INSPIRATIONAL DIALOGUE ON AFRICA
By Given Jama
University of Zululand’s vice-chancellor challenged the panelists of the Sowetan dialogue held in Stamford Hill Bowling Club to avail themselves to teach students about Africa on Thursday evening.
Professor Fikile Mazibuko said that there is an information gap in the knowledge of students about the role played by other countries in the liberation of South Africa.
“ We wonder why students have became so materialistic. The problem is with the type of information available to them in the books found in libraries. The youth does not know anything about Africa’s history,” said Mazibuko.
“ I urge you to come and share this important information with our students in universities when invited,” she added.
Brian Mpono who described himself as a proud ambassador of Play Your Part took up the challenge. “To you Professor Mazibuko, I would like to say, anytime. The mandate I have I believe is the Kingdom mandate and I am willing to share with others in it,” said Mpono.
Mpono who is a managing member of Khwezi Oils was one of the panelists. He is also one of the 60 SAB Kickstarters class of 2013. He is also a finalist in the Maverick Awards representing KwaZulu-Natal in the young entrepreneurs category. His company is a bio-fuel refinery and distributor that is positioned to pioneer the future of alternative energy fuels.
Mpono said that there are many homes in far-flung areas that will not be on Eskom’s grid for the next 10 years. He said he intends to take energy to those homes. “ Africa is relying on us to change the continent. It is up to you to join me or not in playing your part,” said Mpono.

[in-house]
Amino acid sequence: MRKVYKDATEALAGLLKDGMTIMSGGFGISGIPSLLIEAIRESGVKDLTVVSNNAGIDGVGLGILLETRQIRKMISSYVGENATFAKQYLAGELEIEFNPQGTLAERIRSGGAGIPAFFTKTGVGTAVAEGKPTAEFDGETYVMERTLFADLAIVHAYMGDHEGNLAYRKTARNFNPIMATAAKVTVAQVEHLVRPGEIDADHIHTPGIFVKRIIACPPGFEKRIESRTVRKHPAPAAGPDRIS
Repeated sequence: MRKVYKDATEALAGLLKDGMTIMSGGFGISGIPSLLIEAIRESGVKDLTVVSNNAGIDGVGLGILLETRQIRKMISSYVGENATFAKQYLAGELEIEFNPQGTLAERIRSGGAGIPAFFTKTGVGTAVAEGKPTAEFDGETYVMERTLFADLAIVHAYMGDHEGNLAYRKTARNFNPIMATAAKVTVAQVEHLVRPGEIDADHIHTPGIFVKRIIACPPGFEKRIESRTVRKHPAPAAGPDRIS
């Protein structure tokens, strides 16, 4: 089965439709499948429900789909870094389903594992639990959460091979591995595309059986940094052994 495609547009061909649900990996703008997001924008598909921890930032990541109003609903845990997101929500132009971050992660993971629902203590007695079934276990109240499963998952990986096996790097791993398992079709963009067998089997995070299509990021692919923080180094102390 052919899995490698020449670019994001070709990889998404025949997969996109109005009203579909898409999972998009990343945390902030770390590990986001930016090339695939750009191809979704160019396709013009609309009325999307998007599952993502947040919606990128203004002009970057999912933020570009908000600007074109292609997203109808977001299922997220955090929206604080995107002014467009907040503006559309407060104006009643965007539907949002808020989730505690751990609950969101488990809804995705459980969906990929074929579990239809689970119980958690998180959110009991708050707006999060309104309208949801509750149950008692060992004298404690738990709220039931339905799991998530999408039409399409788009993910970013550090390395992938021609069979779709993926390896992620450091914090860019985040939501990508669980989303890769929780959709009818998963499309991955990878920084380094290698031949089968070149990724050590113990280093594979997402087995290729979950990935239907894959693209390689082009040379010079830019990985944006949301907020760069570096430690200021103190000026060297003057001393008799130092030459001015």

Another panelist Dr Musa Mdluli, who is a struggle veteran who stayed in six countries outside South Africa appreciated the role played by other countries in South Africa’s liberation. “ I left the country when I was 16 with a friend to pursue the struggle from exile. I studied in Tanzania but later went to the Soviet Union where I qualified as a doctor,” said Mdluli.
He added that, “ South Africans should stop being xenophobic to our fellow Africans as that is manipulated by the international media to portray a continent of people who are not united.”
“ Now that Africa has political freedom, we now need economic ties,” he said.
Stanley Rwandarugali who was born in Rwanda said that he did not plan to come to South Africa. “ Even though Rwanda is far from South Africa we were taught about apartheid in primary school. We were made to recite a sentence that bemoaned apartheid.”
Rwandarugali said that he believes South Africans from all walks of life seem to be returning the same kindness to foreign nationals.
Mzwakhe Ndlela, author of For The Fallen : Honouring Unsung Heroes and Heroines of the Liberation Struggle said that other African countries suffered both physical and emotional scars in their sacrifices to liberate South Africa.
KZN Department of Health Ombudsman Mboneni Bhekiswayo who was a guest, said that the now late former president Nelson Mandela did “criss-cross Africa to express gratitude to countries that supported South Africa during the struggle.”
He said, “The following governments are continuing where he left off through peace-missions, dialogues and forums.”
He added that might not be clear because it is only done by the government. People on the grassroots should also be involved.
Alex Mthiyane who facilitated the programme said that after the dialogue, there was unison with the thoughts and role that everyone can play.
Sowetan Dialogues Convener Nompumelelo Runji said the problem in all dialogues was the absence of the youth. She urged those who were present to pass what they have learnt on the day.